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Otakon2010: Press Conference For The Creators of Welcome to THE SPACE SHOW

On Sunday morning, I got to attend a press conference featuring the
creators of Welcome to THE SPACE SHOW; Koji Masunari, Masashi Ishihama
and Tomonori Ochikoshi. While there was quite a bit discussed such as
giant robot shows, how they relax and their plans for the future, the
main focus was obviously on the movie that had premiered the day before
in the United States. All three of them put a lot of time and effort
into the movie, with Masunari even exclaiming he has put his entire
heart into this project. It was something else to be able to sit down
and hear them speak about their film. So, while I will be touching on
the smaller tidbits, this article will primarily stay linked to Welcome
to THE SPACE SHOW
.

Since this was the first time since Read or
Die
they had worked together, there were some questions on how it felt
getting the team together again. When coming together all three
(actually four, counting Hideyuki Kurata who couldn’t make it) of them
knew they would be working on a theatrical release, something they
hadn’t done before. In order for things to work out they brought in
staff and creators who were well equipped for the job. Masunari and the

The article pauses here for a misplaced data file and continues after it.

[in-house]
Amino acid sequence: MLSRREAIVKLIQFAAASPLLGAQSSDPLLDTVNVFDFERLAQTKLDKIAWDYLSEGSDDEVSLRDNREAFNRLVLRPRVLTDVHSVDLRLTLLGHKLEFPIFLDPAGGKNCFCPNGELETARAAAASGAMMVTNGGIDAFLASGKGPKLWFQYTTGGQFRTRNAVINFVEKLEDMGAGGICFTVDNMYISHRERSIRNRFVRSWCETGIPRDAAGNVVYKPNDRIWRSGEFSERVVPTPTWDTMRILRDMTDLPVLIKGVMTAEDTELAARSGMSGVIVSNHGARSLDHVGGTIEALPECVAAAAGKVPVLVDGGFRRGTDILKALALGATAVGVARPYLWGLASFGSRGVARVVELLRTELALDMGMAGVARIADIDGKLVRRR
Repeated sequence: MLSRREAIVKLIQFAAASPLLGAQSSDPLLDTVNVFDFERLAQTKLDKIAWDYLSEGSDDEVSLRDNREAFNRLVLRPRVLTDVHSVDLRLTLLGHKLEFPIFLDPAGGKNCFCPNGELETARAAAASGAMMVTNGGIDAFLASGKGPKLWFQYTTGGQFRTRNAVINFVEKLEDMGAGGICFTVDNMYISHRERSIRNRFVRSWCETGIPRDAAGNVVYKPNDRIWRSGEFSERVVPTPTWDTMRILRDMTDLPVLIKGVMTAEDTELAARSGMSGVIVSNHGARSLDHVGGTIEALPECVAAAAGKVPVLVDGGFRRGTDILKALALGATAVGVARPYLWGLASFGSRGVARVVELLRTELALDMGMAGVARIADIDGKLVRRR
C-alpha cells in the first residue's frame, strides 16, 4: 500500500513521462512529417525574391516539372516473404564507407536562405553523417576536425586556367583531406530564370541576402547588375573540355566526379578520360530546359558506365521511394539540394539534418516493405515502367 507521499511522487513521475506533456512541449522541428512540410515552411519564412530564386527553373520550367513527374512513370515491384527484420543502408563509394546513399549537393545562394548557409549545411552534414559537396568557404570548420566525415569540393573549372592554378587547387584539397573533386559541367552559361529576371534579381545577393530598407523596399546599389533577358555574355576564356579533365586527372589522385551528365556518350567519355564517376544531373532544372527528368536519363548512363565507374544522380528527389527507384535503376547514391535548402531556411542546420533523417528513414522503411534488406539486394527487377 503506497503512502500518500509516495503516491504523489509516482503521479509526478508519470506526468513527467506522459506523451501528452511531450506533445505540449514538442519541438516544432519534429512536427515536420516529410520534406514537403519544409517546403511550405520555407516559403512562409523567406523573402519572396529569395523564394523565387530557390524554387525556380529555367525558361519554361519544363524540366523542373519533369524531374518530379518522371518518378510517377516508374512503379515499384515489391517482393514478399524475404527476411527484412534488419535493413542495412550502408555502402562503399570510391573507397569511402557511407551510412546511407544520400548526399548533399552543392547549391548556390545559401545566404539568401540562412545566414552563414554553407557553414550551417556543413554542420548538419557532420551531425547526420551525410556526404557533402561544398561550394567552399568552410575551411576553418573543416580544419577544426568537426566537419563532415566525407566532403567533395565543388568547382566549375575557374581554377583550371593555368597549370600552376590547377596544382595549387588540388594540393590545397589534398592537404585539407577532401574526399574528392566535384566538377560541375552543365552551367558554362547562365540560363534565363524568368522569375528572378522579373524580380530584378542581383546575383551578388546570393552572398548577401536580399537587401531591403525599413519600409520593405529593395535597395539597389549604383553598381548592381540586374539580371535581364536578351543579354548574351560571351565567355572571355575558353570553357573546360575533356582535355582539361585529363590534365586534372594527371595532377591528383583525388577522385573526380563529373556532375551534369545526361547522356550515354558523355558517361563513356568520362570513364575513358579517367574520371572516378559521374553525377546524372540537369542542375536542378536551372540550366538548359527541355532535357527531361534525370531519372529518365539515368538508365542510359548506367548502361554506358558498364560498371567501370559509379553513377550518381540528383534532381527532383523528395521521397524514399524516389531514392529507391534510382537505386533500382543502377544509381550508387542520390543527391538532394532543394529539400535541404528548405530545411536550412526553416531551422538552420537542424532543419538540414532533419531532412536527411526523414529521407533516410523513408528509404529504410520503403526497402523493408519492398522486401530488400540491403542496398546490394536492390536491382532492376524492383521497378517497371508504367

others were able to do this through drawing on past connections and
getting the best team possible. It was noted during the conference that
Japan has gotten more conservative with the amount of money put into
these productions, prompting a general curiosity as to whether or not Welcome to THE SPACE SHOW had any issues getting the right amount of
funding. Fortunately the movie did not, as Aniplex and their sister
company, A-1 Pictures decided to do this project together. With these
companies together, there was a level of trust between every single
staff member that worked in the movie’s favor. Ultimately, Masunari and
his staff wanted to create a story that the audience could easily join
in on.

In preparation for the story, at the very beginning it was
established that children would be the main characters. With that
decision they decided to have the children go on an adventure and then
Pochi (an alien in the movie) was added to the story, so the process of
building the story came very natural to the creators. When asked about
his idea of a “good” character, Masunari explained that the key to